Friday, August 14, 2009

Flannery O'Connor's Savannah

I just returned from Savannah, its historic squares and boulevards, canopied with centuries old live oaks dripping with Spanish moss, excuse enough for a trip only slightly over four hours drive away. Even so, I wanted to focus on Flannery O'Connor, who was born there and lived her childhood at Lafayette Square.

This is the living room of the O'Connor house, family photos on display.

The Flannery O'Connor Childhood Home at 207 E. Charlton St., on Lafayette Square.

The Cathedral of St. John the Baptist, also on Lafayette Square, a short walk from home for an impressionable little girl.

The backyard of Flannery O'Connor's childhood home, immortalized by Pathe Newsreel of Mary Flannery's pet chicken, which she had taught to walk backwards. The old newsreel pokes a little fun at this oddity, but Flannery O'Connor cited it as the beginning of her lifelong love of birds, including her famed collection of peacocks at Andalusia, her farm home outside Milledgeville.

Guido Gardens, Metter, Ga., "Home of the Sower," a lovely place to stop for a picnic lunch between Atlanta and Savannah. Guido Gardens is maintained by the Guido Evangelistic Association. Flannery O'Connor would not have missed it.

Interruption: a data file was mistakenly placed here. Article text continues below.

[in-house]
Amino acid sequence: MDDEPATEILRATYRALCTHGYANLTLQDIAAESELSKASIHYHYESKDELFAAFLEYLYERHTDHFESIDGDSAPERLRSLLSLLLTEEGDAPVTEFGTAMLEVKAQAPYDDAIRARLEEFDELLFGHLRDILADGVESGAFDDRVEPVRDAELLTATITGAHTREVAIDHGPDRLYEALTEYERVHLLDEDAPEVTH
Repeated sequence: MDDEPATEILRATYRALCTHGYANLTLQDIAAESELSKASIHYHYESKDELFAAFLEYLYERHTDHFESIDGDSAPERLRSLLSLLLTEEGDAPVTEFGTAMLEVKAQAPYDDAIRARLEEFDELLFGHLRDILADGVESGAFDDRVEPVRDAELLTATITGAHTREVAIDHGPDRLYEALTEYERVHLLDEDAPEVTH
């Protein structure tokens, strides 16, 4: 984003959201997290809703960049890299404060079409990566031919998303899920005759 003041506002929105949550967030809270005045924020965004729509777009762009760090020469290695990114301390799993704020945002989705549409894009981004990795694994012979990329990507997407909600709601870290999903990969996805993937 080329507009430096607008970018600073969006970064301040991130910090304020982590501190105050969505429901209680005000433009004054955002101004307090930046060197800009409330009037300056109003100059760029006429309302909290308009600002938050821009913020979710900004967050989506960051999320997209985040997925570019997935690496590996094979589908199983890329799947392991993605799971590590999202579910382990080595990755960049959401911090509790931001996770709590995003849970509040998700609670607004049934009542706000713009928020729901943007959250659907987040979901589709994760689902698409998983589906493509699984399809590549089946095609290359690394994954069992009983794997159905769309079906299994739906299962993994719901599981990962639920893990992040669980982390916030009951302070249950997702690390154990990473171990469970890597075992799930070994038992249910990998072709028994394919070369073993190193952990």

I am writing an article for the print world about Flannery O'Connor. Please share with me your favorite uniquely Georgia quote, paragraph, scene, etc. from her writings. Click comments or send e-mail.

(Copyright 2009 by William C. Cotter)


Yvonne said...

I don't have favorite quote about Georgia, but my favorite O'Connor quote of all time is:

Everywhere I go, I'm asked if I think the universities stifle writers. My opinion is that they don't stifle enough of them. There's many a best seller that could have been prevented by a good teacher.

Paw Paw Bill said...

Certainly the Flannery O'Connor we all know and love.

Tina said...

I love Savannah and I love Guido Gardens. No Flannery quotations to contribute...but one question--
wonder why she went for fowls -- never a kitten or puppy or a horse or anything that one could pet or hug or otherwise have contact with.

Paw Paw Bill said...

Great question. I have read that Mary Flannery's mother Regina would not allow dogs or cats due to her belief that they were not clean. Have you hugged your chicken today?

Tina said...

If I never go in another henhouse again, that will suit me fine! Chickens are messy.


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